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Forever a father!

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Father figure Alok Nath in a scene from “Bidaai”.
Father figure Alok Nath in a scene from “Bidaai”.

ANUJ KUMAR

Alok Nath shares the travails of being typecast.

"In our industry people would do anything to satisfy the star egos and often neglect the character artistes, who are equally important to the script."

His very name reminds one of a doting father but, curiously, Alok Nath started his film career as a hero opposite Tina Munim in a film called “Kamagni”.

“Few know that it was my first and last film as a hero. The film was ahead of its times as it was about a married woman who used to dream about an ideal man. It talked about female sexuality which was taboo in those days.” Yes, those were the days – year 1987 to be precise – when the television audience were besotted with the idealist Haveli Ram.

“‘Buniyaad’ catapulted me to popularity. I had just arrived from Delhi after a stint at NSD and was looking for an opportunity in the industry when the Sippys offered me the serial. Haveli Ram was a well-etched out character that allowed me to portray a range of emotions. I was just 26 then.” Today at 51, Alok says the serial satisfied the actor in him but he was typecast as an elderly person in the years to come. “‘Maine Pyar Kiya’ consolidated the image on the big screen,” quips Alok.

‘Ten year older to Salman’

“I am just ten years older to Salman. As it was the first film of Sooraj, we all had put extra effort and the film is still special for me.” He was so natural that he went on to play father to Amitabh Bachchan as well in “Agneepath”. “I never got bored as acting is my first love but, yes, a certain monotony did creep into my career.".

"Since an actor can’t do different roles unless offered, I tried to play different kinds of father. Here some novel concepts on television like “Thoda Hai Thode Ki Zaroorat Hai” and “Astitva” helped. I once again got to show the actor in me.” Alok says there is something called an actor’s ego, which he never allowed to die. “In our industry people would do anything to satisfy the star egos and often neglect the character artistes, who are equally important to the script.”

Talking of the audience and the critics, Alok feels both of them are partly responsible for an actor getting typecast.

“When I played a villain in ‘Bol Radha Bol’, people remarked why have they made such a good man play a negative role? How do you think a director will take the courage to try something different with me again? This way Alok Nath will remain a ready-made father.”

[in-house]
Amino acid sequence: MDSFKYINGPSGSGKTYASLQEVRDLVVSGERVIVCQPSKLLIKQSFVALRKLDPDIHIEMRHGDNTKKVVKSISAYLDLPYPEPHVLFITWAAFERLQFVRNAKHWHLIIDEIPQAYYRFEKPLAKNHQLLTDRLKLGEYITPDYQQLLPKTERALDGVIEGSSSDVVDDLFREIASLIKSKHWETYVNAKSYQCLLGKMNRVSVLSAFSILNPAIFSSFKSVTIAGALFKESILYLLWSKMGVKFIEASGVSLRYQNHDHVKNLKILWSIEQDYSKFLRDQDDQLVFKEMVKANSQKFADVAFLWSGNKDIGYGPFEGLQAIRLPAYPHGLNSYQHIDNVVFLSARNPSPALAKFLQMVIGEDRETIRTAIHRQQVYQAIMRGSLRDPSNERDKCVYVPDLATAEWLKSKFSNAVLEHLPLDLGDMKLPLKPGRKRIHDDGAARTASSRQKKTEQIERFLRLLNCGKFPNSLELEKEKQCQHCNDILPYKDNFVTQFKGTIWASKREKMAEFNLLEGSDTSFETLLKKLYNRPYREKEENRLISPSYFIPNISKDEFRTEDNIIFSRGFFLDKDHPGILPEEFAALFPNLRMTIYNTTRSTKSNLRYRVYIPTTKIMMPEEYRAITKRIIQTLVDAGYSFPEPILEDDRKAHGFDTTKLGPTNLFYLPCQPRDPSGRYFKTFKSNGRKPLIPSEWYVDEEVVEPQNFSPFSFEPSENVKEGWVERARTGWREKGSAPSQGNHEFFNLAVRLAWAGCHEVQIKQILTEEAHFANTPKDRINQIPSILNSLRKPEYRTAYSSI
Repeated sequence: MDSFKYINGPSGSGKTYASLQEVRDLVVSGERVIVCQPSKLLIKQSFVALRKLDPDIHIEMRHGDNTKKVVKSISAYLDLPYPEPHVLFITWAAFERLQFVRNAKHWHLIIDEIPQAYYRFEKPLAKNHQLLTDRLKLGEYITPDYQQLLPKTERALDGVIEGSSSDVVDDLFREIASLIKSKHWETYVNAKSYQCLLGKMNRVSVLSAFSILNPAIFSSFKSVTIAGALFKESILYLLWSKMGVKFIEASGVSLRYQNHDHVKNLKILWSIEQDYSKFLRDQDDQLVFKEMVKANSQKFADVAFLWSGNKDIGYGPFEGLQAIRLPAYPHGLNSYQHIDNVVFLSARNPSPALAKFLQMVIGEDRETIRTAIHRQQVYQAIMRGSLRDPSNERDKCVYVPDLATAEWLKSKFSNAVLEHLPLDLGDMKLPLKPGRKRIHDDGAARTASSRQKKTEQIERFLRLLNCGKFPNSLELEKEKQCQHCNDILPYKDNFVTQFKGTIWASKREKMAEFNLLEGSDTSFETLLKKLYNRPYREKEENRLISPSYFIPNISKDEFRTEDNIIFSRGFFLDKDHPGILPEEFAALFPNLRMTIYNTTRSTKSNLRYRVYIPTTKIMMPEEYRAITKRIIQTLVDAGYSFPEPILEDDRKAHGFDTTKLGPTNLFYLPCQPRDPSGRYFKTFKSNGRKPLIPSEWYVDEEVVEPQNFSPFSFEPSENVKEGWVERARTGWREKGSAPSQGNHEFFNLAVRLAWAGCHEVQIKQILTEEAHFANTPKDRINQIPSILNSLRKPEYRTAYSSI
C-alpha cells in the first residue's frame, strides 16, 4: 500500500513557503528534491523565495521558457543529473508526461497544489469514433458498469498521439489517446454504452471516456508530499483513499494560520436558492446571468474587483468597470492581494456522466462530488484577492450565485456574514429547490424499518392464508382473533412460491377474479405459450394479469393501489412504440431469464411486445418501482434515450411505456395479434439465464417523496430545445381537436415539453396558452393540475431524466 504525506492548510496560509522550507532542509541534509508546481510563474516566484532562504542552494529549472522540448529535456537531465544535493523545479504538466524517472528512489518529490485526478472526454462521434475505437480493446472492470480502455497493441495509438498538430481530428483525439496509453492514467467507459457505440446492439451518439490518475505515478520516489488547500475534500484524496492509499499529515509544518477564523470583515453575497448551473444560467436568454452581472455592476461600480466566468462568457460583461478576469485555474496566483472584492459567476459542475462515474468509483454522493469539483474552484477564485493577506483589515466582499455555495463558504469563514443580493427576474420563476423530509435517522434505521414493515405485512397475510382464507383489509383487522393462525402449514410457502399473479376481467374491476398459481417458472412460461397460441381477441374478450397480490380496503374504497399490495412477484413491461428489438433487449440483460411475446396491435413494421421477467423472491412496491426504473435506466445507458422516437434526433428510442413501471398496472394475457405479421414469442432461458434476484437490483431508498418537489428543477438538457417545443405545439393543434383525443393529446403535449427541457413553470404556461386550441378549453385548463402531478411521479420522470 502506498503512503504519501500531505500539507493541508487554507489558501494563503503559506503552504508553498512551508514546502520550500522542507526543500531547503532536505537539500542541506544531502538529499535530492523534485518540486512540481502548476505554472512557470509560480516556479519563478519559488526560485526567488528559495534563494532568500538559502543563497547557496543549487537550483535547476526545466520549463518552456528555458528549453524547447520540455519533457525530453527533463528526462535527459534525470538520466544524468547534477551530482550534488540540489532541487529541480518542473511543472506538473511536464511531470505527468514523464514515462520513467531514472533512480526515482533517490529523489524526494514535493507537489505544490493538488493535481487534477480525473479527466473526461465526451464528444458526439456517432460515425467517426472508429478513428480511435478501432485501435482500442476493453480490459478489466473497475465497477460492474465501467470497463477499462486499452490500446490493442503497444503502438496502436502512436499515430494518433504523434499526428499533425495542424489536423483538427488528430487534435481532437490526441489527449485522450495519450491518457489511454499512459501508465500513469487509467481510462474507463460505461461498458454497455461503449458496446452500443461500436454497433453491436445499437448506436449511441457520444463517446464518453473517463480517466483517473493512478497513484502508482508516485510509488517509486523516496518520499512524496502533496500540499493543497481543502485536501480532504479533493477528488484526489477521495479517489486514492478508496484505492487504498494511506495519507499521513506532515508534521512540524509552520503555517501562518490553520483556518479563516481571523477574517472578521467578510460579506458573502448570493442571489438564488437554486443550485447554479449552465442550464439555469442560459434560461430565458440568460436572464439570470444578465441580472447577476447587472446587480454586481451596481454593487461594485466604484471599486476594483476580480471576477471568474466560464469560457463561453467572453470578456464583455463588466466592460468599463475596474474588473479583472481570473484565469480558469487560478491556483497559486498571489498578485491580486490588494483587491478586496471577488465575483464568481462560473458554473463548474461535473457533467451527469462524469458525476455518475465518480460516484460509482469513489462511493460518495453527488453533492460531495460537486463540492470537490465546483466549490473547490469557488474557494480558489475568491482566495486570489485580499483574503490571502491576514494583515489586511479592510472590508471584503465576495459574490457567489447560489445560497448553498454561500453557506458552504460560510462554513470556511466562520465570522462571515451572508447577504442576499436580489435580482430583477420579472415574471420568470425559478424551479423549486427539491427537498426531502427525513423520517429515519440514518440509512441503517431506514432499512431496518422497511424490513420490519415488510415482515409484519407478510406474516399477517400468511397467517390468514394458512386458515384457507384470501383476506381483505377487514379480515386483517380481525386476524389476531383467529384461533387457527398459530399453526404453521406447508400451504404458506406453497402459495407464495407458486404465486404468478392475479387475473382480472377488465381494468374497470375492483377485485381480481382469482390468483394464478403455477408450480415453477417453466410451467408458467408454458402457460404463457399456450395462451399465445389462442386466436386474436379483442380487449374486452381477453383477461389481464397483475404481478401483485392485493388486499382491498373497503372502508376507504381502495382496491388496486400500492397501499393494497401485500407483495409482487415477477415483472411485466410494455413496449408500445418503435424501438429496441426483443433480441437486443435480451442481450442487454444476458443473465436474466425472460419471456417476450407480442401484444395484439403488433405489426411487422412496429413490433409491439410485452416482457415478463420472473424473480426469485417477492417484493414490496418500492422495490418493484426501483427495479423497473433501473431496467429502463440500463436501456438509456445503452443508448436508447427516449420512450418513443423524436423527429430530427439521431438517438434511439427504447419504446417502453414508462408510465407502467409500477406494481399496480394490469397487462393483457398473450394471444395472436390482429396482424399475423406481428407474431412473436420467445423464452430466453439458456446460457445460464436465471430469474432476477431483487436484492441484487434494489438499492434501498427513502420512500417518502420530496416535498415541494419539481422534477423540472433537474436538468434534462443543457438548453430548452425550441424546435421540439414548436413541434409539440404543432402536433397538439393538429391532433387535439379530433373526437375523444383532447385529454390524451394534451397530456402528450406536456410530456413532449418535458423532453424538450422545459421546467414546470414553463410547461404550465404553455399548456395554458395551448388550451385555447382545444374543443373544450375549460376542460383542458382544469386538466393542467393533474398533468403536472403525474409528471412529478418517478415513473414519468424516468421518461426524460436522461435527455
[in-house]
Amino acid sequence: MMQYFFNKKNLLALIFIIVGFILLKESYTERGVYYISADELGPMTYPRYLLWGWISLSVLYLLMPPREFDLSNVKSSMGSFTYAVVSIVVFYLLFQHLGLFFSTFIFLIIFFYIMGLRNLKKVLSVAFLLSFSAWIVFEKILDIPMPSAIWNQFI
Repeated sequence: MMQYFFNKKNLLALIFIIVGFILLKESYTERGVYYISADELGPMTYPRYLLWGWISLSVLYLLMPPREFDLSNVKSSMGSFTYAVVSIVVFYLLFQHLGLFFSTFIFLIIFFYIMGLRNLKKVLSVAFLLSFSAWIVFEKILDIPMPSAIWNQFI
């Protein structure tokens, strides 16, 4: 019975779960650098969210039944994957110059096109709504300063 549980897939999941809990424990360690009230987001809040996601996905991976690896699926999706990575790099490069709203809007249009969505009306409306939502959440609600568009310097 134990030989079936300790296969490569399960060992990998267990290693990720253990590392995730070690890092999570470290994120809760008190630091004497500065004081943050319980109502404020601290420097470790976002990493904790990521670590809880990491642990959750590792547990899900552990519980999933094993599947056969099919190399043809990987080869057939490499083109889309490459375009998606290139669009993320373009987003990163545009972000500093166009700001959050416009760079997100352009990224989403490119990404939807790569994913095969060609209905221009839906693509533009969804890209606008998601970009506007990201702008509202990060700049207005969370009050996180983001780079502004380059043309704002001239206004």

At one point, Alok says, tired of the monotony, he wanted to quit. “Television schedules are so hectic that there is hardly any time to improvise and nobody pushes you either."

Alok maintains the only advantage he gets by virtue of being a senior in the industry is that he can come a little late and leave a little early.

“I tried production but it didn’t work out. Then I thought it is better to be part of the race rather than sit out and watch.”

Colour bias

So no farewell to the doting father as Alok returns as Prakash Chand with “Sapna Babul Ka…Bidaai” on Star Plus.

An interesting subject focussing on how our society still discriminates between girls on the basis of colour, Alok shares he plays father to two girls one of whom is adopted.

The serial also talks about how beauty which is considered to be the biggest asset of a girl can also become her greatest curse.

“The adopted one, Sadhna, is fair while my own daughter, Ragini, is dark complexioned. While I am totally devoted to both my wife thinks I discriminate between the two and she harbours ill-will against the adopted daughter. Then there is neighbourhood nagging, which is common in smaller towns. So it’s a role where I have to keep the delicate balance going,” explains Alok.

The good thing, adds Alok, is that the girls are best friends.” Set in Agra, newcomers Parul Chauhan and Sarah Khan are playing Ragini and Sadhna respectively.

The serial starts from this coming Monday.


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